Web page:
When the clock strikes midnight, Robert Covington will be eligible to sign a contract extension and finally begin earning what he's worth.
The timing couldn't be better. Covington, who the Sixers certainly already valued highly, scored a career-high 31 points Tuesday night in Los Angeles, drilling a crucial three with 33 seconds left then making four free throws to close out the win over the Clippers.
It was yet another stat-stuffing performance for Covington — 31 points, 9 of 12 from the field, 5 of 8 from three, 8 of 8 from the line, six rebounds, four assists, four steals. And all of this from a guy who makes his biggest impact on the defensive end.
He just keeps getting better and better, growing into one of the best possible versions of a 3-and-D player.
Covington is going to make some serious coin. Just how much?
The idea has been floated around that the Sixers could use some of this season's cap space (approximately $15 million) to give Covington a significant immediate raise as part of his new contract. It would help the Sixers down the road to pay Covington a lot now because it could allow them to pay him slightly less when they're closer to the salary cap.
The widespread expectation: Roughly $15 million immediately injected into Covington’s 2017-18 renegotiated season to set up a slightly reduced figure in subsequent extension years— Marc Stein (@TheSteinLine) November 10, 2017
If the Sixers do give Covington that 2017-18 raise as part of his reworked contract, by rule, he cannot see more than a 40 percent decrease in next year's salary. So, as pointed out by the Sporting News, if the Sixers use all of their remaining cap space this season to give Covington his immediate raise, they would have to pay him a minimum of $10 million next season. Which they would anyway.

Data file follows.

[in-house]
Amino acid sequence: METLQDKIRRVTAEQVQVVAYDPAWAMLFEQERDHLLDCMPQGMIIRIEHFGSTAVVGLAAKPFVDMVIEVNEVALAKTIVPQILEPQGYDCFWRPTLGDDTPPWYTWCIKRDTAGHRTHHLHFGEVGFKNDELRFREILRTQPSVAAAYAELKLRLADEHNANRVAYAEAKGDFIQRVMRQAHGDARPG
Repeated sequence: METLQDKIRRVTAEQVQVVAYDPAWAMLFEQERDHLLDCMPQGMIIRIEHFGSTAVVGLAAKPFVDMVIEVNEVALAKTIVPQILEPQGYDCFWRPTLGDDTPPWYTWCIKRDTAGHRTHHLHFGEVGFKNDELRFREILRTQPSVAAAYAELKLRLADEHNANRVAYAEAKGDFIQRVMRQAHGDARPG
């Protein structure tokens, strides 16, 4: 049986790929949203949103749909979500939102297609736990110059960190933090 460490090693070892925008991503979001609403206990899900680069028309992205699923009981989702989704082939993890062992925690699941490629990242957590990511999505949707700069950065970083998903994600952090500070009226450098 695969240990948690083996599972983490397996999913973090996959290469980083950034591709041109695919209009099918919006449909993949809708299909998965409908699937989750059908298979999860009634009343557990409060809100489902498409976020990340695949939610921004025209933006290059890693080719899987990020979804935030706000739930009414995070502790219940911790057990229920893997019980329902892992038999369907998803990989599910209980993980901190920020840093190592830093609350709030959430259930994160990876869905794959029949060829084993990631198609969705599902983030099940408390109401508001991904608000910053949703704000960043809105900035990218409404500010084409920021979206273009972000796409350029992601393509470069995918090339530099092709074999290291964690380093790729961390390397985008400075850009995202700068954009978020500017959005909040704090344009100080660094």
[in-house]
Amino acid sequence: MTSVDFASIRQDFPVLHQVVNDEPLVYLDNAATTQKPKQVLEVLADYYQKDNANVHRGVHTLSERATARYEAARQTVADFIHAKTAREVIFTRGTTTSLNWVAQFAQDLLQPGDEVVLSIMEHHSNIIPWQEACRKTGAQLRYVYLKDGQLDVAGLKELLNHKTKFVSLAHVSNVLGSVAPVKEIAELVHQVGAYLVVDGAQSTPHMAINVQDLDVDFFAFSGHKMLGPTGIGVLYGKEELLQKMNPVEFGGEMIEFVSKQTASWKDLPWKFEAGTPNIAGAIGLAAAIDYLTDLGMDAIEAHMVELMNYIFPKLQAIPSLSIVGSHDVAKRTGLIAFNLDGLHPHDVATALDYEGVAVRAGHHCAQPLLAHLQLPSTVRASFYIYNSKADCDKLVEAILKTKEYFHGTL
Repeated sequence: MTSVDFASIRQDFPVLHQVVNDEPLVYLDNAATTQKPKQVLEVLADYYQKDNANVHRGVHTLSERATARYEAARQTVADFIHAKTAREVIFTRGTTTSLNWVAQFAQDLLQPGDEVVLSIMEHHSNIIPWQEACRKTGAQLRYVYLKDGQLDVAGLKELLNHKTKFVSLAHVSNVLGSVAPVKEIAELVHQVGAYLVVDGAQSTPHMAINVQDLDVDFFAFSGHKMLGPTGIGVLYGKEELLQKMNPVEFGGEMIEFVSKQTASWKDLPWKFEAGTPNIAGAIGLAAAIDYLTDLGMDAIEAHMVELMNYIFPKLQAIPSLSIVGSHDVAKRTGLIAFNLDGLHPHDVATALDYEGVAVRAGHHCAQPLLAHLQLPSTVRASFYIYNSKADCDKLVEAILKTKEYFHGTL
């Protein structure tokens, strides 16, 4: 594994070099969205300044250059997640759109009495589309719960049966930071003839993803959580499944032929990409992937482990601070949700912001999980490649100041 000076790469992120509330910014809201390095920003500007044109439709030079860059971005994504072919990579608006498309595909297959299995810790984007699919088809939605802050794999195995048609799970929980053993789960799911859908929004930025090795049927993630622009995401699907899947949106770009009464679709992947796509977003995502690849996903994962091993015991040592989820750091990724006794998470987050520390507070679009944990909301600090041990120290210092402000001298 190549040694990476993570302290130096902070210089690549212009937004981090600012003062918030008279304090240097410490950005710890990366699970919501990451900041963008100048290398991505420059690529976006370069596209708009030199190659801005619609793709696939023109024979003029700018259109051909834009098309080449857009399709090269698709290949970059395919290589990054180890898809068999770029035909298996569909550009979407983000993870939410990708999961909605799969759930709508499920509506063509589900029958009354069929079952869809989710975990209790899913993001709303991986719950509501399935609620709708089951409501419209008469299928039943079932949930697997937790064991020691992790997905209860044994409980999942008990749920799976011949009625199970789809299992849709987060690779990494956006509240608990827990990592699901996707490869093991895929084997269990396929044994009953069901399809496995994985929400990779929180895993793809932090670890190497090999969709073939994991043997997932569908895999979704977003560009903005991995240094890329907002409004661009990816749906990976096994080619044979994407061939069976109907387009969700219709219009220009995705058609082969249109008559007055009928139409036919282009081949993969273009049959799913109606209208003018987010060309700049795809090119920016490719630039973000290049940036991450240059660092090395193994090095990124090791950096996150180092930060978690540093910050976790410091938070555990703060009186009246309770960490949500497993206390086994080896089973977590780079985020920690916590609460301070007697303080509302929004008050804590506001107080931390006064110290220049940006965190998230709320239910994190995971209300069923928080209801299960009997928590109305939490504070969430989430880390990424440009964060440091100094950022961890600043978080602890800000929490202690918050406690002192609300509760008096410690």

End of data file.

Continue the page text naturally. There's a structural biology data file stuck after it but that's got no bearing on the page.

Here are some current contracts for forwards somewhat comparable to RoCo:
• Khris Middleton: 5 years, $70 million
• Kent Bazemore: 4 years, $70 million
• Serge Ibaka: 3 years, $65 million
• Danilo Gallinari: 3 years, $65 million
• Tobias Harris: 4 years, $64 million
Covington is by far the best defender of this group. From a skill set perspective, he's most similar to Bazemore, an above-average defender who can rebound and hit threes.
These contracts are provided simply for context. A lot of it depends on the team, the fit and the cap space. Covington is a better all-around player than Gallinari (and significantly more durable) but that doesn't mean he's going to exceed the $22 million average annual salary.
This season, Covington is making just under $1.6 million. If the Sixers raise that to, say, $15 million, then sign him to a contract worth four years and between $52-56 million, the end result would be approximately five years, $70 million. That seems about right for Covington. Maybe slightly low.
The possibility exists that Covington chooses not to sign an extension and instead tests the unrestricted free-agent waters after the season. At the end of the day, every player does what's best for himself. But it would be pretty tough for Covington to turn down tens of millions of dollars given how underpaid he's been to this point. And could you really see him leaving Philly after years of building this thing up over a few million dollars through the life of a four-year deal?
Another thing to keep in mind is that if Covington were to wait it out, there just aren't many teams positioned to pay him top dollar or exceed what the Sixers can offer. As it stands right now, only the Lakers will have more cap space next summer than the Sixers, but L.A. obviously has its sights set on superstars like LeBron James and Paul George. The Sixers are just behind the Lakers, and then the only teams currently within even $20 million of the Sixers' 2018 cap space are the Bulls, Mavericks and Hawks.
Covington could certainly hold out in hopes of landing a bigger deal from one of those three teams, but the risk would seem to outweigh the reward, especially if winning is a priority for him after years spent on cellar-dwelling Sixers teams.
This is a deal the Sixers will want to complete sooner rather than later and it would be no surprise if it's announced later this week.
The week the Sixers traded Nerlens Noel to Dallas last season, I wrote about how that deal essentially meant the Sixers were choosing Covington over Noel. That decision now couldn't possibly look better.